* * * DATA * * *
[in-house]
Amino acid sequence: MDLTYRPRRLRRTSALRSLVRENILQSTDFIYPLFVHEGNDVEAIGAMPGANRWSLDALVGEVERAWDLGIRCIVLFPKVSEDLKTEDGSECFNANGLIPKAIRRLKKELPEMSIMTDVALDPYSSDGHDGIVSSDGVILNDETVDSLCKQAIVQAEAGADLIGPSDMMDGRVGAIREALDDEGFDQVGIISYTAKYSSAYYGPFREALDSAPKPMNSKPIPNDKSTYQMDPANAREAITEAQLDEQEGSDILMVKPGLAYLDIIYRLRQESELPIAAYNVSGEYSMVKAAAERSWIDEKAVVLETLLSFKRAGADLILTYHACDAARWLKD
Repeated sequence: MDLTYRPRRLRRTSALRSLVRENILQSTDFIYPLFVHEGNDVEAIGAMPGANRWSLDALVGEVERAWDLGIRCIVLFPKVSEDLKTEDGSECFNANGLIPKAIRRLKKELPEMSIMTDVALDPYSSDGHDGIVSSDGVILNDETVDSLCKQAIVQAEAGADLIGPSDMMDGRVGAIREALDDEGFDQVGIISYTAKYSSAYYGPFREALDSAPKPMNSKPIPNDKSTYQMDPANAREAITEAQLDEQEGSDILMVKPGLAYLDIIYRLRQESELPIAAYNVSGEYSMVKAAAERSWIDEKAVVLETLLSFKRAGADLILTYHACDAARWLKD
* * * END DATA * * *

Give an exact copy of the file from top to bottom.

[in-house]
Amino acid sequence: MDLTYRPRRLRRTSALRSLVRENILQSTDFIYPLFVHEGNDVEAIGAMPGANRWSLDALVGEVERAWDLGIRCIVLFPKVSEDLKTEDGSECFNANGLIPKAIRRLKKELPEMSIMTDVALDPYSSDGHDGIVSSDGVILNDETVDSLCKQAIVQAEAGADLIGPSDMMDGRVGAIREALDDEGFDQVGIISYTAKYSSAYYGPFREALDSAPKPMNSKPIPNDKSTYQMDPANAREAITEAQLDEQEGSDILMVKPGLAYLDIIYRLRQESELPIAAYNVSGEYSMVKAAAERSWIDEKAVVLETLLSFKRAGADLILTYHACDAARWLKD
Repeated sequence: MDLTYRPRRLRRTSALRSLVRENILQSTDFIYPLFVHEGNDVEAIGAMPGANRWSLDALVGEVERAWDLGIRCIVLFPKVSEDLKTEDGSECFNANGLIPKAIRRLKKELPEMSIMTDVALDPYSSDGHDGIVSSDGVILNDETVDSLCKQAIVQAEAGADLIGPSDMMDGRVGAIREALDDEGFDQVGIISYTAKYSSAYYGPFREALDSAPKPMNSKPIPNDKSTYQMDPANAREAITEAQLDEQEGSDILMVKPGLAYLDIIYRLRQESELPIAAYNVSGEYSMVKAAAERSWIDEKAVVLETLLSFKRAGADLILTYHACDAARWLKD